Bullet List Rome: Cultural Differences

20191106_124837 Barberini
Fontana del Tritone in Piazza Barberini

As far as I can tell, Italians are warm, friendly, and open generally speaking. The cultural behaviors that we love so much– the hand gestures, the emotional outbursts– are in evidence daily. Here is my list of differences that were new to me:

  • Fish and steak are charged by the 100 gram — so if you see €20 on the menu, that is not the price you will pay at the end — but rather you will pay €20 per 100 gram — so that piece of fresh fish might cost €40.
  • Toilet seats — or rather the lack thereof. Be prepared with disinfectant wipes and portable toilet seat covers, which are also not available. If you can manage not to sit — even better!
  • Grilled vegetables — listed as Miste Verdue griglia do not arrive at your table hot, or even warm. They come room temperature or even cool. That often goes for the side potatoes too!
  • Espresso is cheaper at the bar and costs around €3 more at Tavola or table. Go ahead, order it, watch it being made, and drink it right there standing up! When in Rome, do as the Romans do,
  • Don’t order a latte, rather order a Caffellatte. Latte just means milk in Italian and you get some funny looks when you order a milk.
  • Buona sera (Bonah Sayrah) happens right about noon and lasts until about the time you leave a late dinner at the restaurant. First thing in the morning is Buongiorno.
  • Old men and their shoe shops. So far, I have seen a few shoe shops that sell only Italian made shoes and each of these has an octogenarian greeting and running the money. These guys are over-the-top charming, one joking with us, flattering us, and kissing my hand even though he knew we didn’t speak Italian. The younger workers, I like to think that they are the great-grandchildren, make apologies, translate, and overall this creates the charming family environment that moviegoers expect.
  • Italian maids are amazing, don’t understand English and have full access to your room to tidy it up; once late morning and once while you are supposed to be out to dinner, plus someone else brings water, someone else checks the minibar, someone else checks to see if the maids did a good job…it’s like grand central station.
  • Roman water is good, unless you have a tendency to kidney stones. It has calcium — not the good bone-building kind, so one drinks a lot of bottled water. Frizzante is the most bubbly–the waiter will ask if you want gas, there is natural slightly sparkling mineral water, and there is still water. You are able to purchase water in glass bottles to avoid single-use plastic.
  • Birkenstocks have a tendency to get “side-eye” from Italian men. Women simply ignore them.
  • Skip the line by purchasing tickets and vouchers in advance from the hotel — you can even purchase from a hotel if you aren’t staying there, making impulse tours easy! There are always folks on the street selling tickets too — they are well marked so you don’t accidentally buy from the wrong guy.
  • Metro ticket machines — look at the pictures of the money it is taking — sometimes it quits taking bills and you can tell that by the picture of coins.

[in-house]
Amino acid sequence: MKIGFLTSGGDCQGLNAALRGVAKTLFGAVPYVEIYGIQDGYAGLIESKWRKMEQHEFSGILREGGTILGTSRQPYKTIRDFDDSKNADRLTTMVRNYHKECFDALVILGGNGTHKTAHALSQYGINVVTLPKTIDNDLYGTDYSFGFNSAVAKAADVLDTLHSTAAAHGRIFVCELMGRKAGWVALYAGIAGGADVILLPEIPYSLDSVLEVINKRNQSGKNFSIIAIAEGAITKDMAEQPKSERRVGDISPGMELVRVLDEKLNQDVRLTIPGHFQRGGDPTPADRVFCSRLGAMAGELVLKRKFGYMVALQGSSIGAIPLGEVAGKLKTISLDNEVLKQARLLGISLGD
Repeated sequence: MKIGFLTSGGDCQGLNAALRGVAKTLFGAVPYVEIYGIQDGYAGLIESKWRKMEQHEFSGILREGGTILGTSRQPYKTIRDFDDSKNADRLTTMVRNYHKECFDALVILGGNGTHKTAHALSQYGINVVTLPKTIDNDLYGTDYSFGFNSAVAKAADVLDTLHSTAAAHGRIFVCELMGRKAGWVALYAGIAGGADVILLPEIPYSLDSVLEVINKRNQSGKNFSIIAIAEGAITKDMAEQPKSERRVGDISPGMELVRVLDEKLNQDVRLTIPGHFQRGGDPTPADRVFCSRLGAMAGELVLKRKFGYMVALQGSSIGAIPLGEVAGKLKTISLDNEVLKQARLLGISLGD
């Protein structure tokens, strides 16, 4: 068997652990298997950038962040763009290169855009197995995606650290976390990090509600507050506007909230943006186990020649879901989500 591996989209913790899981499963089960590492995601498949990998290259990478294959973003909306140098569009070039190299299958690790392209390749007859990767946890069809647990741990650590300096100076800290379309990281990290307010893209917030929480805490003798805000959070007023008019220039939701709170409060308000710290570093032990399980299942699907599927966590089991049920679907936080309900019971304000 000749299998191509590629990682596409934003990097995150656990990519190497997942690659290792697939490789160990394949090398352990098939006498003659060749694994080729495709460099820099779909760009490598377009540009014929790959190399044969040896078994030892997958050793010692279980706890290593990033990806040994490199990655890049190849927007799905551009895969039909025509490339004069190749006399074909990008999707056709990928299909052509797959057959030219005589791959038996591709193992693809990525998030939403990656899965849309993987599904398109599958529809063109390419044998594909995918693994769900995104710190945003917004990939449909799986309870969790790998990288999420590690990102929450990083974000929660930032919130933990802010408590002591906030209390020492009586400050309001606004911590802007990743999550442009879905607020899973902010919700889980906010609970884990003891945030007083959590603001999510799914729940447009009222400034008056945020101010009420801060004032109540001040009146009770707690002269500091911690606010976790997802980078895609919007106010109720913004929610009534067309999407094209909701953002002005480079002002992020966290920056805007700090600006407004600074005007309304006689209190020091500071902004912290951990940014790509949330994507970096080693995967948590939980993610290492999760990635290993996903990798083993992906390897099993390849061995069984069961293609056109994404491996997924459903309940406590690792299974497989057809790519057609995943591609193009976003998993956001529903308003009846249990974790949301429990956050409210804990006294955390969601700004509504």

• Don’t accept roses from the guys on the Spanish Steps — unless you want to donate.
  • Eat the roasted chestnuts. Look for evenly roasted chestnuts, the vendors paying attention to even roasting have the chestnuts arranged in a single layer. Wait until after 6 to ensure enough roasting has happened. Then walk around with 600 other people looking at the luxury shop windows and Roman landmarks.
  • Don’t get into the fountains. These are national treasures and meant to be enjoyed visually by everyone.
  • Be respectful of the churches — turn off your phone notifications and sound, wear pants not shorts, or skirts/dresses that aren’t classified as mini. Talk in a quiet voice, take in the art, make a small donation, and feel free to pray for world peace and contemplate.
  • Buy local. Italians make some of the best shoes — so look for “made in Italy” try them on because some are designed better than others, and in small shops sometimes you can make an offer. Italians have access to wonderful produce, so get as much fresh fruit juice (spremute) and fresh room temperature vegetables as you can get!
  • Learn some Italian — it’s really easy to get the hang of it! Grazie!

Bullet List: Rome Style Decoded

 

What makes women in a particular city, say Paris, look so Parisian? Likewise, what makes women in Rome, look so Italian?! Here are some decoding bullets:

  • Jewelry (big, bold, and lots of it!)
  • Scarves
  • Trendy or beautiful shoes
  • Loose locks of hair
  • One really big statement piece
  • Clear style statements of confidence
  • Hosiery
  • Mani/pedis are a must
  • Fully styled professionals
  • Luxury denim is styled upscale
  • Lips and Mascara

Here are some other style helpers:

  • Umbrella
  • Helmet that coordinates with scooter
  • Leather (Italian) handbag
  • Leather (Italian) jacket

Here’s what I don’t see on the streets of Rome worn by Romans:

  • Pajamas
  • Flip flops
  • Wrinkled clothes
  • Bottom cleavage/muffin tops

So let me describe a few of the beautiful Italian women I have seen so far, but haven’t gotten photos of:

Woman #1: 60s/70s — Black hair — skinny skinny

  • Hosiery with large criss-cross design, flat black suede shoes
  • Black sheath dress trimmed with short fringe
  • Black leather jacket
  • Giant pearl and gold necklace, earrings, multiple rings

Woman #2: 40s/50s — brown hair — average build

  • Wide-legged, over-dyed, oversized denim cropped jeans in a melon color
  • Matching oversized straight cut car length jacket in same melon denim